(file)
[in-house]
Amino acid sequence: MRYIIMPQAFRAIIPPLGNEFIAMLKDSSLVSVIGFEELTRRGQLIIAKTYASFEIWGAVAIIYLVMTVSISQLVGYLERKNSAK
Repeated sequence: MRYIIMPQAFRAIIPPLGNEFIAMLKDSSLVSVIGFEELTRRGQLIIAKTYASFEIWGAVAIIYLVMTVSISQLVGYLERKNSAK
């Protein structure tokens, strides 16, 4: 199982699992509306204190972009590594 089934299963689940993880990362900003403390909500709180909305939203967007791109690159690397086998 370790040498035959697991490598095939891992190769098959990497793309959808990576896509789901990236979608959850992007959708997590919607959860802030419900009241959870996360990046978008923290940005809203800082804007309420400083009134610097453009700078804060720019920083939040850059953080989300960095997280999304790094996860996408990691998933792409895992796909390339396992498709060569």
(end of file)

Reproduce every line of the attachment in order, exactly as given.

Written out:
[in-house]
Amino acid sequence: MRYIIMPQAFRAIIPPLGNEFIAMLKDSSLVSVIGFEELTRRGQLIIAKTYASFEIWGAVAIIYLVMTVSISQLVGYLERKNSAK
Repeated sequence: MRYIIMPQAFRAIIPPLGNEFIAMLKDSSLVSVIGFEELTRRGQLIIAKTYASFEIWGAVAIIYLVMTVSISQLVGYLERKNSAK
């Protein structure tokens, strides 16, 4: 199982699992509306204190972009590594 089934299963689940993880990362900003403390909500709180909305939203967007791109690159690397086998 370790040498035959697991490598095939891992190769098959990497793309959808990576896509789901990236979608959850992007959708997590919607959860802030419900009241959870996360990046978008923290940005809203800082804007309420400083009134610097453009700078804060720019920083939040850059953080989300960095997280999304790094996860996408990691998933792409895992796909390339396992498709060569």